Challenges, opportunities of county’s resource-based economy discussed

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FARMINGTON – Representatives of Threshold to Maine Resource Conservation and Development Area Inc. met with several people active in various local community and nonprofit organizations today, to discuss some of the opportunities in Franklin County for economic growth.

Threshold to Maine is a program that was created back in 1970, as an extension of the Food and Agriculture Act of 1962. It encompasses York, Cumberland, Oxford and Franklin County, representing nearly half of the people living in the state. Funded through both federal and some local money, the organization is governed by a board which consists of representatives from each county.

Rather than directly trying to implement new programs, the RC&D program instead acts as a resource for the many organizations that work within the four counties to improve and protect natural resource-based economies. This includes attempts to ensure sub stainable resource bases, like farmland, woodlots and freshwater lakes, or helping communities attract new business to their towns.

“Certainly Franklin County has benefited from RC&D,” County Commissioner Fred Hardy, who serves on the board as the commissioners’ representative, said. “They’ve done a tremendous amount of work.”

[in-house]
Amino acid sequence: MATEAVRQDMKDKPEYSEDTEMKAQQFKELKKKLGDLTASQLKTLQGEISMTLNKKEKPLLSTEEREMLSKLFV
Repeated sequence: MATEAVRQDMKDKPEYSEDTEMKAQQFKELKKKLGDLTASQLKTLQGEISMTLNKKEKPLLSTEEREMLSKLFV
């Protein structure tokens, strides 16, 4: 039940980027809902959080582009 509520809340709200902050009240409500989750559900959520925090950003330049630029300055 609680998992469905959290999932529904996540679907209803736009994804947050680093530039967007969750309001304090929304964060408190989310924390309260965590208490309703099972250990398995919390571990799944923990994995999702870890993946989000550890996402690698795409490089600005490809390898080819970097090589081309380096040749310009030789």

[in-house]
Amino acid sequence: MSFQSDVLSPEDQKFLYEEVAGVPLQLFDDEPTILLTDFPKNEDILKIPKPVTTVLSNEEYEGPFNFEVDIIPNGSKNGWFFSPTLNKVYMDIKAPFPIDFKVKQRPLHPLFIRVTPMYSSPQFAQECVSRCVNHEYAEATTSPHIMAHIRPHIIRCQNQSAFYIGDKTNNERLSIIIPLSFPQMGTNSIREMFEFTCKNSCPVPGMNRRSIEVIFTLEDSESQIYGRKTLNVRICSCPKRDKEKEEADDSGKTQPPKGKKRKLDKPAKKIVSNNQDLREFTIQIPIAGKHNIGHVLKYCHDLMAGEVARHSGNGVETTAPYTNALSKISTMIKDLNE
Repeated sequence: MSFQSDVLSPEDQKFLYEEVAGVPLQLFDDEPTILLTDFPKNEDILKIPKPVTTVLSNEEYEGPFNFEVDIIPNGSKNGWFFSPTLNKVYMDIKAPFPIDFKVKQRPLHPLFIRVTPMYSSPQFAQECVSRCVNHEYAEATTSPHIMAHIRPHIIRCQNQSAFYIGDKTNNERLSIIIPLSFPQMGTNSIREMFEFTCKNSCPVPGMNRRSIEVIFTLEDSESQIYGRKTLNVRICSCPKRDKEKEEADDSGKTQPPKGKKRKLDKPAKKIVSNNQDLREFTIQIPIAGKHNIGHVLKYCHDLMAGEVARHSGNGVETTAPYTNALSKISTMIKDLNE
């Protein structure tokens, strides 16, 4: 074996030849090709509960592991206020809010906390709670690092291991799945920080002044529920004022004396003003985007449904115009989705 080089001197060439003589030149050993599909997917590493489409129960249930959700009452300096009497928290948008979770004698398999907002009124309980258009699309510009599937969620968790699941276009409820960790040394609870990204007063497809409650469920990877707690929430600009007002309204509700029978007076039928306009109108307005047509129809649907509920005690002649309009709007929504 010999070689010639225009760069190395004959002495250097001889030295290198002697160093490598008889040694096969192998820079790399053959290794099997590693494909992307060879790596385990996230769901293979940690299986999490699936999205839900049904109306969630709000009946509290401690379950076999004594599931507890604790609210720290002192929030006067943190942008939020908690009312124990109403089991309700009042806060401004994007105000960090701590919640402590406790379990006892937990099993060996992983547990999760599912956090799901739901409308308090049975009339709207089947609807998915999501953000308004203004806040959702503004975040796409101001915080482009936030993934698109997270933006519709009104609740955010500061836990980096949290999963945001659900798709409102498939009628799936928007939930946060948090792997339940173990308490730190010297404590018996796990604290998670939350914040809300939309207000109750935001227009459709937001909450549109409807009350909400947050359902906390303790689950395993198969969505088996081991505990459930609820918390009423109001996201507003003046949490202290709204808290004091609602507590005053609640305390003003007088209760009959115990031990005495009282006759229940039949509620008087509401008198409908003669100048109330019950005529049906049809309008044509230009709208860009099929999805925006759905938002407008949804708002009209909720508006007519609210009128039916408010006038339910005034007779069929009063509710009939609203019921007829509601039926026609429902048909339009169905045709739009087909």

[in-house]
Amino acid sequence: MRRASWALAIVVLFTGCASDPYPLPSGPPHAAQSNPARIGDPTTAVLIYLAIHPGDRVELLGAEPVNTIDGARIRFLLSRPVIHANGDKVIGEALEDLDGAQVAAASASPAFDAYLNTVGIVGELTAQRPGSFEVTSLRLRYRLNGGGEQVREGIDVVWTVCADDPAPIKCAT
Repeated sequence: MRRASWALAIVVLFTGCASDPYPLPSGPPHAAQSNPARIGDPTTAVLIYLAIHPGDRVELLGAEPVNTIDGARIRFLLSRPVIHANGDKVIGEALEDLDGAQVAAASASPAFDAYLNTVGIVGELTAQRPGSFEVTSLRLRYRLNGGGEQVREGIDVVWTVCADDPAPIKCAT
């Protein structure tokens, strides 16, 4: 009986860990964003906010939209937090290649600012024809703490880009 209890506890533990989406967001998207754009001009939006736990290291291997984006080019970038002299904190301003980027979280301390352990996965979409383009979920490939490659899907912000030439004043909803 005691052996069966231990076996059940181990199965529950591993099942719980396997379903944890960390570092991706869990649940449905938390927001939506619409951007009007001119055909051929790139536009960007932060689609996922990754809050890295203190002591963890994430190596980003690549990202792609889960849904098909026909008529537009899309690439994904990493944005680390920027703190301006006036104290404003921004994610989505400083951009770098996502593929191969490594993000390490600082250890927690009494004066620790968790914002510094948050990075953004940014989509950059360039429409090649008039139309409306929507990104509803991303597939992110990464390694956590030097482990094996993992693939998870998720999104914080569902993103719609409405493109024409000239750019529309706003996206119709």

Typically the group takes eight to ten new projects a year, completing roughly the same number. RC&D Coordinator Mark Hews said that a project can vary from facilitating a few meetings to being far greater in scope. In the town of Strong, for example, Hews and RC&D have been working with other organizations for years as mill after mill has closed down.

Projects are submitted to RC&D and then given a score by the committee. High scoring applications are accepted, while others are directed toward other possible partners.

Current interests in Franklin County include a growing movement dedicated to maintaining farmland and keeping the region’s long tradition of agriculture a viable one. An April 28 meeting on the subject attracted over 100 people, and Hews noted that one idea had been to set up a commission to study the issue. RC&D helped set up a similar group in Rumford, called the River Valley Agriculture Commission.

“When you talk about agriculture everyone’s eyes glaze over,” Hardy joked, “after all you can go right across the river to the Hannafords, there’s plenty of food over there. But this is important.”

Those at the meeting also discussed forestry, and the opportunities and challenges presented by a high demand for timber. While more aggressive techniques can result in more money, they also can adversely affect the area’s tourism potential. Combining industries, such as implementing agri-tourism strategies, has been something that some communities have been looking at.

One of the biggest challenges has been the increasing valuation of land. MAny communities cannot afford to purchase waterfront properties to preserve lake access, and some farmers can’t afford to not sell pieces of their land to developers. Other businesses, such as sporting camps, are simply being forced out of business as valuation level rises.

RC&D will be meeting in Franklin County twice a year, in addition to their usual quarterly meetings.

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